Alexander Leymann is a theoretical physicist at the Max-Planck-Institute for the Physics of Complex Systems in Dresden and a passionate juggler.
Alex has performed and taught juggling since the age of 14. One of his favorite juggling styles is the classic 3-ball juggling since this allows for an endless number of variations and a dance like levity. He also is an ambitious combat juggler, which is a form of martial art, where the aim is to hit a juggling club out of your opponents pattern while being in control of your own pattern. Furthermore, Alex has attended juggling conventions and organized combat events for many years. These get-togethers are an important part of the juggling scene to exchange tricks and engage in friendly competition.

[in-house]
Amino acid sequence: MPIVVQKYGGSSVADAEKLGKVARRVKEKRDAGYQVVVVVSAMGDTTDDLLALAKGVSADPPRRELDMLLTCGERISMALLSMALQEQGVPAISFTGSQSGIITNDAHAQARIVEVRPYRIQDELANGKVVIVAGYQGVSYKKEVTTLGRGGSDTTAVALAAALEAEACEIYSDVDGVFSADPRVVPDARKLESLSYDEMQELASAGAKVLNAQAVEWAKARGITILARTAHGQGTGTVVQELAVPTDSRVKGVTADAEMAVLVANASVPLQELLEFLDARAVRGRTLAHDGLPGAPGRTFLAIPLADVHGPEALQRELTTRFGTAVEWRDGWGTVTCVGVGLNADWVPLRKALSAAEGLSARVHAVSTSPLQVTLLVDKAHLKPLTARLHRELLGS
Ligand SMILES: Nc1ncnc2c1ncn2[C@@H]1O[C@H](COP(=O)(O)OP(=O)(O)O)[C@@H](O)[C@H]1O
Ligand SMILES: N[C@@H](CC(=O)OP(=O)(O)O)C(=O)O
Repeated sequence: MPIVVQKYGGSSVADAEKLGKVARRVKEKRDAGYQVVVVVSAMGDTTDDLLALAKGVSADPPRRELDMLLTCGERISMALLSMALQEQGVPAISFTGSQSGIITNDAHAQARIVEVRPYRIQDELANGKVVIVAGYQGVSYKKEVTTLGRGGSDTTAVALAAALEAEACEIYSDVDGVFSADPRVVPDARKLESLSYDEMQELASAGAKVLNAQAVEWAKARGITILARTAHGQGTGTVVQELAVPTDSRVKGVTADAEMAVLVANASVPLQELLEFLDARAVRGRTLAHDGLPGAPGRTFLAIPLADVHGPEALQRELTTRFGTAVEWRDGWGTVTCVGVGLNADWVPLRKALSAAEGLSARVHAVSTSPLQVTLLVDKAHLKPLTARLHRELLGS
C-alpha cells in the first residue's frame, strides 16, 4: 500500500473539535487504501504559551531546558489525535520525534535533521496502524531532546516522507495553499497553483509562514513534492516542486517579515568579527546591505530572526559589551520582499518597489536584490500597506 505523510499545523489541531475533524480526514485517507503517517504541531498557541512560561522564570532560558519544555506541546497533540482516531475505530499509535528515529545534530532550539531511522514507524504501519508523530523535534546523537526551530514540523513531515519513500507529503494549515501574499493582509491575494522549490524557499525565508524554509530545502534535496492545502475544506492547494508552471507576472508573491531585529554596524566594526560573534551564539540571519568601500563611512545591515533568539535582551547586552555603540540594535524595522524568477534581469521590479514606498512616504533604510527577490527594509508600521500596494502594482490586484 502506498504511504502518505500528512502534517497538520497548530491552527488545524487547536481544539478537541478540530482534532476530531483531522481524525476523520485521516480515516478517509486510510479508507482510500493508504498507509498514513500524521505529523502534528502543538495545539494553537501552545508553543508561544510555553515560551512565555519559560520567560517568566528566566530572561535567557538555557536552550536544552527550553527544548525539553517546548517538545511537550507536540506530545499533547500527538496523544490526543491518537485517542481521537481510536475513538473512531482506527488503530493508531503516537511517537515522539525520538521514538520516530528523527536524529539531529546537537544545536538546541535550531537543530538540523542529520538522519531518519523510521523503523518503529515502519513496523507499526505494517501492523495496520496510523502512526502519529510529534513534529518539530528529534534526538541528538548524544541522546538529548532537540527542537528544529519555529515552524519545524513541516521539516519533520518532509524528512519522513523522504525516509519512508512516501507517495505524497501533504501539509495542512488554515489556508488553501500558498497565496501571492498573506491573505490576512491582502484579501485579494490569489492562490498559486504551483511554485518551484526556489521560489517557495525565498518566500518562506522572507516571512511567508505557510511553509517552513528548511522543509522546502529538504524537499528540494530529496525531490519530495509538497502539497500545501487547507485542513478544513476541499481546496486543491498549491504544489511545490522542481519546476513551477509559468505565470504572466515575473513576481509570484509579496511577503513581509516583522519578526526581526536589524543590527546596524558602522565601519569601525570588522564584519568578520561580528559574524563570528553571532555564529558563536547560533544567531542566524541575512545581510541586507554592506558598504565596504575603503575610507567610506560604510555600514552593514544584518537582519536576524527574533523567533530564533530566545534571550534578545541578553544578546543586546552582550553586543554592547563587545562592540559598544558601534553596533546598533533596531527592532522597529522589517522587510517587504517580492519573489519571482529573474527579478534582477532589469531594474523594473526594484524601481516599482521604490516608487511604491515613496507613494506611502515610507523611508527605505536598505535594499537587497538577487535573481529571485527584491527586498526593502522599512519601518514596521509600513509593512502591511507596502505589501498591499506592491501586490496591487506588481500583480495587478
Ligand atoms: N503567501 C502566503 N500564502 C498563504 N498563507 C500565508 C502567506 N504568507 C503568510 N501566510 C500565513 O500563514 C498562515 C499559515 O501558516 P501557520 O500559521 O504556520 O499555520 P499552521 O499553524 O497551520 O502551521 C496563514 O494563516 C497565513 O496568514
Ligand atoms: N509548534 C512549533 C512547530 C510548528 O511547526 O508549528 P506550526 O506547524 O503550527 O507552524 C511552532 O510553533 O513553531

Being a theoretical physicist with a profound mathematical background, Alex is fascinated how juggling patterns follow a specific mathematical logic. Mathematics not only allows one to understand what is happening within these juggling patterns, but also to derive new patterns. This form of applied mathematics is widely used in the juggling scene and enhances a joyful activity.
As a theoretical physicist Alex is working in the field of semiconductor lasers and non-equilibrium Bose-Einstein condensation. He presented his research at many national and international conferences, workshops and seminars. Alex did his PhD about the theory of many-particle correlations in Magdeburg in 2016, after he finished his study in Physics in Greifswald.